Distressed sovereigns can, for the time being fund themselves, even if the commercial banks are only really inclined to bid at the short end, and may well be exaggerating the extent of relief provided by buying short term bonds in an attempt to store liquidity to meet their own future wholesale financing needs.
Basically, the liquidity provided, in conjunction with the all important flexibility of the collateral rules, has enabled banks to make provision for their wholesale funding needs right through from now to 2015, at which time there will doubtless be another round of LTROs, and who knows, they could even have a longer term than a mere three years. The days when banks saw it as a stigma to have recourse to ECB liquidity, and when journalists entertained themselves making fun of packaged used car loans being offered as collateral in Ireland by the Australian bank Macquarie are now long gone, as are the times when anyone really imagined that any sovereign bond from a country losing the minimum rating qualification of at least a single A from one agency would not be available for use as collateral at the central bank.
And this liquidity policy knocks yet another of the old chestnut endgames straight out of the window too, since it makes deposit flight within the Euro Area as a whole a much smaller problem. German and other core country deposits can be recycled – via wholesale finance provided at the ECB – as a substitute for the missing peripheral ones. Naturally this measure does not unblock the credit crunch problem, but it does reduce immediate systemic pressure. So, if the Euro system is inherently unstable, and unsustainable, a mire from which no one wants to exit since fear of the unknown always trumps hatred of the known, how does it all finally unwind? The implicit market assumption that Portugal will follow Greece into default comes as no surprise. If Greece is to be given an ongoing debt pardoning programme then surely in Portugal is going to want one too. And then there will be Ireland, and so on. Yet all of this is easy to contemplate. What is not easy to contemplate is that the people who live in these unfortunate countries will continue to accept whatever is thrown at them, come what may. You only need to look over in the direction of Hungary to see that these no-growth austerity programmes have a sell-by date. But what will follow will surely please no one.
The Club No One In Their Right Mind Would Leave
But what about Greece itself? Logic suggests that they will be unable to meet the terms of their new agreement, and that we will soon be back to where we started, or will we.
Feelings that what we are seeing today will only be a short interlude are based on a combination of three factors: a) a recognition that even a reduction of debt to GDP to 120% by 2020 may well not be sustainable; b) a recognition that after the formal bailout is awarded there will still be ongoing programme reviews, and the country will struggle to comply with the conditions; and c) the fact that the implementation of the Private Sector Involvement debt swap will probably mean changing the jurisdiction under which Greek debt is denominated from mainly Greek law in the majority to international law in the totality. This latter point is undoubtedly the most important, although being able to grasp its full implications implies an understanding of the first two.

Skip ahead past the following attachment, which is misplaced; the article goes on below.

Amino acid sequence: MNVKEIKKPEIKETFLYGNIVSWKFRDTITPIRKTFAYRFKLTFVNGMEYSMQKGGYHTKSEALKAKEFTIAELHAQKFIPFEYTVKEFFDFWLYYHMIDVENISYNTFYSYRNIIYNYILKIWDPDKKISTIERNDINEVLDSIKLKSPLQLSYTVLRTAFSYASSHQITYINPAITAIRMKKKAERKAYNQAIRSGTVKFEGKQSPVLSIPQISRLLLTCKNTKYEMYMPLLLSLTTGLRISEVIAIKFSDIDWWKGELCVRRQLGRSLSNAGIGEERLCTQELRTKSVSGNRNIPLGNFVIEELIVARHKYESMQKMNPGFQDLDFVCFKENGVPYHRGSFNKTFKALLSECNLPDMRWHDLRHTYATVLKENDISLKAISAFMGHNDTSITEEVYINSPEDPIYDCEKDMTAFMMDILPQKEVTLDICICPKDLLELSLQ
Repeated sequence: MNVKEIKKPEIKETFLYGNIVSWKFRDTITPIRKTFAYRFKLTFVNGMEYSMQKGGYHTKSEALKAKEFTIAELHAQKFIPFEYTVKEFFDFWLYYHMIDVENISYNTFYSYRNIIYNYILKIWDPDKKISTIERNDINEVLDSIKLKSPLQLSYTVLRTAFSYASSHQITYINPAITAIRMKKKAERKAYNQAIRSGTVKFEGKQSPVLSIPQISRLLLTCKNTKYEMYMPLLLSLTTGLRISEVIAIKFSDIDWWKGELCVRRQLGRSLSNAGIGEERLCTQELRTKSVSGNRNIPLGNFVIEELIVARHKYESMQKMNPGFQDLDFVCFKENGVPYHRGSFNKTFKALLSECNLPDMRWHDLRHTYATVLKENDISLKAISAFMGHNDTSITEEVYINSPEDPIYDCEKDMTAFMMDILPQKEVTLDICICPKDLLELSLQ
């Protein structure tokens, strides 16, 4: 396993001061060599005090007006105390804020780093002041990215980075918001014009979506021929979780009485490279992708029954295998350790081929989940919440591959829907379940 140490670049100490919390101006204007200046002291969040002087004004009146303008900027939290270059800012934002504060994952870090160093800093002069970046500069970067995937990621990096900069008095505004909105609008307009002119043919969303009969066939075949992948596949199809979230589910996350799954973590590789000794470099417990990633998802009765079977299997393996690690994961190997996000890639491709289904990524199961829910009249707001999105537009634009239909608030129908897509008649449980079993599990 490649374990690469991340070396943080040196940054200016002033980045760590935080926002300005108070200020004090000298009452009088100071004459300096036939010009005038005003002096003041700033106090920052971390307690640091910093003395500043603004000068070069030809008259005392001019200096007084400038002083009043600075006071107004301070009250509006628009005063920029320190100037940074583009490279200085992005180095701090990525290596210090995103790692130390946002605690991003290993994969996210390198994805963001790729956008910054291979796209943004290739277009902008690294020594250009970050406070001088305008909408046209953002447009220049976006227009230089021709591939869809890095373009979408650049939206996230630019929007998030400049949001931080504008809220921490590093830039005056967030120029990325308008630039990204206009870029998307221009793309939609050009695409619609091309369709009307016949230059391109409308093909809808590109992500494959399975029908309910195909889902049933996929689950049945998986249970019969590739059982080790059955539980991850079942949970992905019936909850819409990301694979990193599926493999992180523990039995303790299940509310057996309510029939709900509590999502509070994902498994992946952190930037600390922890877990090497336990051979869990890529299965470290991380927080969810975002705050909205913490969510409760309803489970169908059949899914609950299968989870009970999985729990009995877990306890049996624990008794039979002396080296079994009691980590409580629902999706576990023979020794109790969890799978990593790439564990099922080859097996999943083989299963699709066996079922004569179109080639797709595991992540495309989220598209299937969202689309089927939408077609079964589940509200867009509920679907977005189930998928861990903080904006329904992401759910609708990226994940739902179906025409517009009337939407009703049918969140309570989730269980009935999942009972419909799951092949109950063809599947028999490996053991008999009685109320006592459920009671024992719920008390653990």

Essentially, if the unsustainability of the Greek debt path and the inability to comply with conditionality are accepted, then a further default will be inevitable, but such a default will undoubtedly be a very, very hard one, and most likely an uncontrolled one. In the first place if the country were to leave the Euro after the debt swap, then the new Greek bonds could not be converted to New Drachma (or equivalent) by a weekend session of the Greek parliament, and the country would have to default on bonds denominated in Euros, which would presented them with all kinds of problems.
Secondly, given the terms of the debt swap, and the condition of an escrow fund to protect the interests of private bondholders, then the only liabilities on which the country could still default would be those commitments it has with the official sector, which means defaulting on the IMF, the ECB, the EU and Germany. These would not be especially nice people for the country to default on, since if Greek reaches such a point the country would almost surely be made an example of, which means effectively establishing a pariah state.
The EU certainly wouldn’t be sending in the social workers and psychologists to help them cope with this massive tragedy, which also implies that investors generally would be inclined to steer clear. Realising this, and having taken the decision not to default now, short of seeking allies among other rogue states (the North Korea path) the country’s leaders have probably taken the decision to stay in as long as they can. But then it is worth remembering the old Greek saying that “whom the gods would destroy, they first make mad”, by which I mean we could well see extreme factors at play in Greek politics – the extreme right, the extreme left, and the military – before they then all go rolling off the cliff together.